The Truth will set you free, but first…

Where did the first quarter of the year go?!

For many of my clients, the end of March means it’s budget season and folks are in the thick of fundraising projections and planning for the next fiscal year. For me, it means lots of inquiries about Board training and Retreat facilitation….which I love!

Though the conversations I have with prospective clients are unique (and confidential!), I’ve been at this long enough to be pretty good at trend spotting, and I want to share my thoughts on two themes that concern me right now when it comes to our nonprofit Boards. I would typically save the following reflections for closed door client conversations but I’m offering them here, for the collective, in case your organization is experiencing the same challenges.

Accessible description: A diverse team of professionals huddles in front of a large chalkboard.

Tough truth #1: That all white Board of Directors you serve on, report to, or staff can’t solve their own diversity problem.

I’ve been having a lot of conversations with Board members and executives about Diversity, Equity and Inclusion (DEI) policy creation, as part of the strategic planning process. Policies are important, but without intentional action they are performative, hollow promises to do better…nothing more. In addition to DEI education for your staff and volunteer leadership and organizational policy creation, I offer these action items:

  • Your staff (beyond the executive director, CEO) knows the community you serve well, invite them into the Board recruitment process, their suggestions will likely bring diversity of culture, thought and experience to your mission. IRL example: When I was on staff, I kept a running list of amazing community leaders, their connections to the agency I worked for and links to their accolades in the media. On more than one occasion, I was able to make meaningful recommendations to Board members when statements like “we need more diversity but I don’t know anyone…” would stifle recruitment conversations.
  • If your Board is struggling with DEI perhaps it’s time to gather some data that will help drive decision making. Stakeholder interviews can be incredibly powerful. Stakeholders may include your Board members, hands-on volunteers, staff, vendors, individual donors, Grantmakers, members, patrons (particularly for Arts organizations) and, dare we not forget, the beneficiaries of our mission focused services and programs. Give the community room to be heard, I promise it will pay off.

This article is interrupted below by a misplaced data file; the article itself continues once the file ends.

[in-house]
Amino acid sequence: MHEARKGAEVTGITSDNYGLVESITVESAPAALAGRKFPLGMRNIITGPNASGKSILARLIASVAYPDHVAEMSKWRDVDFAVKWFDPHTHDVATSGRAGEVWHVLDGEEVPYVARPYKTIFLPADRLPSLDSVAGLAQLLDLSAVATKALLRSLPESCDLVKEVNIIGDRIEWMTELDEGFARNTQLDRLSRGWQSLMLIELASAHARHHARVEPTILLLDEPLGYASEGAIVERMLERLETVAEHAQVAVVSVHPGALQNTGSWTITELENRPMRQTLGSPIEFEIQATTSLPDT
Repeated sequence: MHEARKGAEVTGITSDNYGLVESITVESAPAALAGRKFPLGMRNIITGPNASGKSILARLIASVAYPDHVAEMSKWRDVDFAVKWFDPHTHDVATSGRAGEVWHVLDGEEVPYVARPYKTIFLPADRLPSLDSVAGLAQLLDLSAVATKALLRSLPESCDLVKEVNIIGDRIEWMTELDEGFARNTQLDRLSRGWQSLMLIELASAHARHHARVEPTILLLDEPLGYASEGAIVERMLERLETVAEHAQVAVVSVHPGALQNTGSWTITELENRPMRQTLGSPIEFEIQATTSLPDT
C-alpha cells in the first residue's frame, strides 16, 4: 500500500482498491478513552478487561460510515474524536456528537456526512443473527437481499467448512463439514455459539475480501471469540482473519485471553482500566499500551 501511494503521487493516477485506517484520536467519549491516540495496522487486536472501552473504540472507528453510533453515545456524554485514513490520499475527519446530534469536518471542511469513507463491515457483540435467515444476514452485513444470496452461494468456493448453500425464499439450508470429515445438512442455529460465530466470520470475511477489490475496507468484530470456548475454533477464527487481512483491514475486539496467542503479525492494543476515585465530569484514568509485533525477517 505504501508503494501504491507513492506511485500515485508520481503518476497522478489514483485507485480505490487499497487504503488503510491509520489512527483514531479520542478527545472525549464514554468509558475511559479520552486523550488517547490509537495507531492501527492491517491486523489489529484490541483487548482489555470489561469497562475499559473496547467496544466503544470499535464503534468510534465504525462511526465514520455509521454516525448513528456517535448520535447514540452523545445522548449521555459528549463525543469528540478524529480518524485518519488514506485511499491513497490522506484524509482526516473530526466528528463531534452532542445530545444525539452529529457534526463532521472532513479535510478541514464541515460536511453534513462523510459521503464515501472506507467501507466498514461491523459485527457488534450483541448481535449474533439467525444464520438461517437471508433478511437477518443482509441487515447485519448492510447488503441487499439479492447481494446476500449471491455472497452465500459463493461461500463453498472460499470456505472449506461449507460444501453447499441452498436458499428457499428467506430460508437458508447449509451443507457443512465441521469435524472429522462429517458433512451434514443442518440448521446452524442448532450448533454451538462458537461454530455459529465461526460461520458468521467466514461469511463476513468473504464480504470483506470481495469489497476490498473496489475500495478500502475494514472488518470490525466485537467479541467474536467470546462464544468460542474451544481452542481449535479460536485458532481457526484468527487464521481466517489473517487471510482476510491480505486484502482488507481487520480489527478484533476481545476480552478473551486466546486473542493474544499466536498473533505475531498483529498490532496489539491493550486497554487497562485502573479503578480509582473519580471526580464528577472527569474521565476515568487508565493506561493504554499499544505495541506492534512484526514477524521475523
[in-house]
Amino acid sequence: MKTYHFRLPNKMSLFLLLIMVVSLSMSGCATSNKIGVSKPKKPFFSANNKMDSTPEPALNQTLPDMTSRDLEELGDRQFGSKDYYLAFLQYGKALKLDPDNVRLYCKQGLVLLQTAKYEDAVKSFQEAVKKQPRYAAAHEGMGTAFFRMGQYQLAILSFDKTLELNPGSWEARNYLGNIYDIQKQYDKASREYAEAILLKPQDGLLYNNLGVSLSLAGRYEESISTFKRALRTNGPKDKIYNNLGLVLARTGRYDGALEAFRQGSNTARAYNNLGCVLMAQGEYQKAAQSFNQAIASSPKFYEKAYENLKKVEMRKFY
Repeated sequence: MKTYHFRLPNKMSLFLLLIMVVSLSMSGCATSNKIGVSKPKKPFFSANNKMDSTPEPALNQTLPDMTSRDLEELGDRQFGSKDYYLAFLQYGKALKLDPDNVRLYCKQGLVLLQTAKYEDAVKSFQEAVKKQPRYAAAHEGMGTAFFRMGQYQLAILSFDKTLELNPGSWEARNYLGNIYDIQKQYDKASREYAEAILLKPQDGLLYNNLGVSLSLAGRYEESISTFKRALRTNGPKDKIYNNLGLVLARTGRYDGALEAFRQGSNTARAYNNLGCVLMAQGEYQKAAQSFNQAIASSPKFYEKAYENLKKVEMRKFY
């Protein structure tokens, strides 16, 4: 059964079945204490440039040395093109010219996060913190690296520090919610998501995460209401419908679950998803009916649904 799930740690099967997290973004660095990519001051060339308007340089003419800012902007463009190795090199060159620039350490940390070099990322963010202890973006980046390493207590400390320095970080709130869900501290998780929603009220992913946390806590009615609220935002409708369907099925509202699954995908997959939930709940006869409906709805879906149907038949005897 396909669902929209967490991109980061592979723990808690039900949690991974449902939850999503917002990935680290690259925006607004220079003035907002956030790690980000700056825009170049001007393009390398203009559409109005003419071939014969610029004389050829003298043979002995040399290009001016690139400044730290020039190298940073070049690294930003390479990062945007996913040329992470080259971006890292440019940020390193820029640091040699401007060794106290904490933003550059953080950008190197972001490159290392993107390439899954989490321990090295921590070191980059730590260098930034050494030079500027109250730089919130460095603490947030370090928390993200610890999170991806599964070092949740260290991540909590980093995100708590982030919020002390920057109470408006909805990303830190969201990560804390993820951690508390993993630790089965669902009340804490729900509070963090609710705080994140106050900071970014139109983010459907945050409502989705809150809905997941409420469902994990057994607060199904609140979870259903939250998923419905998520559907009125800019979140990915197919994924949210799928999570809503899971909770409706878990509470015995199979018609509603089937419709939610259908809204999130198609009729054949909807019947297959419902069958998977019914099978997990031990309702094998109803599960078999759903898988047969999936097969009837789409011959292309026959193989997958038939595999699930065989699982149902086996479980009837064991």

• By now, DEI training for your Board and staff should be a line item in your budget. There is so much unlearning to do, and education to receive. DEI training and consultation is no longer a “nice to have” but a requirement for every organization, particularly those claiming to address social inequities (AKA the nonprofit sector).

Tough truth #2: Those good humans who refuse to take part in fundraising don’t belong on your Board of Directors.

Fundraising takes many forms and there can be a meaningful role for everyone, regardless of personal wealth, professional titles or experience and comfort with public speaking. The reality is that nonprofit organizations are businesses that require resources to run effectively, and Board members are LEGALLY responsible for the financial health of the organization. If you have Board members who refuse to take part in resource development, I strongly suggest you try the following tips to overcome their apprehension (or if all else fails, find a different volunteer role for them):

  • Get really clear about expectations…in writing. Board members should receive a job description to consider before they are voted onto your Board of Directors, and that description should include responsibilities around fundraising. If we want true diversity and great representation, we shouldn’t expect every Board member to write a personal check. However, recruiting for volunteer leaders who are interested in acting as ambassadors for the organization, networking and attending solicitation meetings alongside development staff is very important. IRL example: I worked with a youth development center that recruited an alumnus of their programs to their Board of Directors recently, without expectation that they would, or could at this point in their career, make a personal donation. But, he was willing to share his lived experience and played an incredibly important, dignified role in meetings with major funders. The result? More than $500,000 in new donations in his first few months on the Board.
  • Just because Board members bring expertise to your organization, doesn’t make them experts at nonprofit fundraising. Staff must be prepared to give Board members guidance, tools, and partnership. The most successful fundraisers I know approach their Board members as teammates, and understand that time invested in building trusting relationships with them is priceless.
  • New skill development requires training and practice. Whether it’s ballroom dancing, public speaking, playing the guitar or fundraising, new skills are mastered through interest, passion and time. If your organization doesn’t have the right mix of in-house talent for Board training, consider investing in external expertise and support (like a consultant or coach…yes, that’s a shameless plug).

As always, I offer these thoughts and recommendations in hopes that they bring value to you, your organization and the mission-focused work you do. We are in this together and I am rooting for your success! If this month’s blog post sparked reflection or action, I would love to hear about it.

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Hannah Berger

I believe in the magic of the human spirit and the transformative power of Philanthropy. I am an advocate for Justice, not Charity. ThePhilanthropyCoach.Com